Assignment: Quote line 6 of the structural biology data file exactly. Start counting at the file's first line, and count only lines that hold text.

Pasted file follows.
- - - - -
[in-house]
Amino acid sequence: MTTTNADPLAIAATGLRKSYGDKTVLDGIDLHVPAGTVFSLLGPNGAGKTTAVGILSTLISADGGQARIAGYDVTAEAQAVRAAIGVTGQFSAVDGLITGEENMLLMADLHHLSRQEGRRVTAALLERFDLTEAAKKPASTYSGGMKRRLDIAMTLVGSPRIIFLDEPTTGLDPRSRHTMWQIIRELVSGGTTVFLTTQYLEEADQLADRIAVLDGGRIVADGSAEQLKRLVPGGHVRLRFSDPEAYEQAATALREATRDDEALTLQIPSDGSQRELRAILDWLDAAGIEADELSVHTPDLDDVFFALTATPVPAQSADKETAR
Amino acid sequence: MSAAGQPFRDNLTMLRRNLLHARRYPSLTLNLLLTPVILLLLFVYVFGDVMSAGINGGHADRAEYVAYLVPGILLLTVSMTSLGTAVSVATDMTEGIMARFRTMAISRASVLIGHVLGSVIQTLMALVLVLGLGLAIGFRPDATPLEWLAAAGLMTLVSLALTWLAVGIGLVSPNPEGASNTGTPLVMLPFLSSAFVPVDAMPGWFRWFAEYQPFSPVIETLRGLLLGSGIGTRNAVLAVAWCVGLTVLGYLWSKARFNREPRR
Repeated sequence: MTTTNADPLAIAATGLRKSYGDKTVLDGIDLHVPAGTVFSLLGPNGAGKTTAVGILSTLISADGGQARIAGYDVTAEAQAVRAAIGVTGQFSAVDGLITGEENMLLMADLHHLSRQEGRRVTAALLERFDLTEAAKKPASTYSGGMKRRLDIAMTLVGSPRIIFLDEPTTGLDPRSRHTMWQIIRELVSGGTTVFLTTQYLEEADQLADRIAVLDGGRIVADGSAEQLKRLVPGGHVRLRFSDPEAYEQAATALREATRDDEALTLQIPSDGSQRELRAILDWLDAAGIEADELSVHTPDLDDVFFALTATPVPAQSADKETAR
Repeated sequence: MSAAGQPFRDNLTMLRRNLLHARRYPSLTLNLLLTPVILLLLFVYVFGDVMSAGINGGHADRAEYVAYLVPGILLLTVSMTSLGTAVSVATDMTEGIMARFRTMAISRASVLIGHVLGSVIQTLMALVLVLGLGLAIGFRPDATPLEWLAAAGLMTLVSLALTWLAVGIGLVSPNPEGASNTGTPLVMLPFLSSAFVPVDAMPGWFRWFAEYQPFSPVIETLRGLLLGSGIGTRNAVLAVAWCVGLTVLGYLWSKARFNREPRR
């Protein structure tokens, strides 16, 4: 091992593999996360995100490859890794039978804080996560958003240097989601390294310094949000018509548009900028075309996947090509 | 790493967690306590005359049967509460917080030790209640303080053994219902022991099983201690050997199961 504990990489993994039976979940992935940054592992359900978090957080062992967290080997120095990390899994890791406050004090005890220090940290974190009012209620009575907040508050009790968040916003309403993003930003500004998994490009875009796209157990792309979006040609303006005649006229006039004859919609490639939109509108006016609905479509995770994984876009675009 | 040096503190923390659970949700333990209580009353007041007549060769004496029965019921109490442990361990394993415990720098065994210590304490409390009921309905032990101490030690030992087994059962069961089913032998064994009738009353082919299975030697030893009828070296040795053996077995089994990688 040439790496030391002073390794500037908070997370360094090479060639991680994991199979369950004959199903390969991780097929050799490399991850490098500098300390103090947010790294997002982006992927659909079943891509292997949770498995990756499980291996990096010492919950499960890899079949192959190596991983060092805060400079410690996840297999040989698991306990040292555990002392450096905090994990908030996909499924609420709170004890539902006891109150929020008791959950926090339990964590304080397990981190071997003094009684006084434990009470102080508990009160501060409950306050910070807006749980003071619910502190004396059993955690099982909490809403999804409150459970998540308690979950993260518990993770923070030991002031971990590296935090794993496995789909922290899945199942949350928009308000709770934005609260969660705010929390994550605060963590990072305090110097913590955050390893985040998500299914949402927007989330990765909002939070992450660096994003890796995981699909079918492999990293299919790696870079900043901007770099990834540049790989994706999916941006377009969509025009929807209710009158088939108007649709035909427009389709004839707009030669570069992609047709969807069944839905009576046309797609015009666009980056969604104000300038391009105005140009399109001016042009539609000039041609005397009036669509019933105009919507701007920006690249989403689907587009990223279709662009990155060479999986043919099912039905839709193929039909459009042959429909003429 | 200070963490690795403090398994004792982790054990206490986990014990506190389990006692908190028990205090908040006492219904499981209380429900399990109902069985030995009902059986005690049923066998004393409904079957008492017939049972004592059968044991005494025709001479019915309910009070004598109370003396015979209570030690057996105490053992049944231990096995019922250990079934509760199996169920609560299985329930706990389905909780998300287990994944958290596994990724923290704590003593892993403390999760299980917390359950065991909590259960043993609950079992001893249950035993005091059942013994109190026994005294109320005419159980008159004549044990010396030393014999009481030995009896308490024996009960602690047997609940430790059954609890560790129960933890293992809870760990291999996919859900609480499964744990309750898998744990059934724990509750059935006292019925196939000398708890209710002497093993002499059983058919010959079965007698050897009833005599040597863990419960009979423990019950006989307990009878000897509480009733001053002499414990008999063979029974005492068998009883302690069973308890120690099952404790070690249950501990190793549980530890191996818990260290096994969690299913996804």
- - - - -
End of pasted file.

């Protein structure tokens, strides 16, 4: 091992593999996360995100490859890794039978804080996560958003240097989601390294310094949000018509548009900028075309996947090509 | 790493967690306590005359049967509460917080030790209640303080053994219902022991099983201690050997199961 504990990489993994039976979940992935940054592992359900978090957080062992967290080997120095990390899994890791406050004090005890220090940290974190009012209620009575907040508050009790968040916003309403993003930003500004998994490009875009796209157990792309979006040609303006005649006229006039004859919609490639939109509108006016609905479509995770994984876009675009 | 040096503190923390659970949700333990209580009353007041007549060769004496029965019921109490442990361990394993415990720098065994210590304490409390009921309905032990101490030690030992087994059962069961089913032998064994009738009353082919299975030697030893009828070296040795053996077995089994990688 040439790496030391002073390794500037908070997370360094090479060639991680994991199979369950004959199903390969991780097929050799490399991850490098500098300390103090947010790294997002982006992927659909079943891509292997949770498995990756499980291996990096010492919950499960890899079949192959190596991983060092805060400079410690996840297999040989698991306990040292555990002392450096905090994990908030996909499924609420709170004890539902006891109150929020008791959950926090339990964590304080397990981190071997003094009684006084434990009470102080508990009160501060409950306050910070807006749980003071619910502190004396059993955690099982909490809403999804409150459970998540308690979950993260518990993770923070030991002031971990590296935090794993496995789909922290899945199942949350928009308000709770934005609260969660705010929390994550605060963590990072305090110097913590955050390893985040998500299914949402927007989330990765909002939070992450660096994003890796995981699909079918492999990293299919790696870079900043901007770099990834540049790989994706999916941006377009969509025009929807209710009158088939108007649709035909427009389709004839707009030669570069992609047709969807069944839905009576046309797609015009666009980056969604104000300038391009105005140009399109001016042009539609000039041609005397009036669509019933105009919507701007920006690249989403689907587009990223279709662009990155060479999986043919099912039905839709193929039909459009042959429909003429 | 200070963490690795403090398994004792982790054990206490986990014990506190389990006692908190028990205090908040006492219904499981209380429900399990109902069985030995009902059986005690049923066998004393409904079957008492017939049972004592059968044991005494025709001479019915309910009070004598109370003396015979209570030690057996105490053992049944231990096995019922250990079934509760199996169920609560299985329930706990389905909780998300287990994944958290596994990724923290704590003593892993403390999760299980917390359950065991909590259960043993609950079992001893249950035993005091059942013994109190026994005294109320005419159980008159004549044990010396030393014999009481030995009896308490024996009960602690047997609940430790059954609890560790129960933890293992809870760990291999996919859900609480499964744990309750898998744990059934724990509750059935006292019925196939000398708890209710002497093993002499059983058919010959079965007698050897009833005599040597863990419960009979423990019950006989307990009878000897509480009733001053002499414990008999063979029974005492068998009883302690069973308890120690099952404790070690249950501990190793549980530890191996818990260290096994969690299913996804």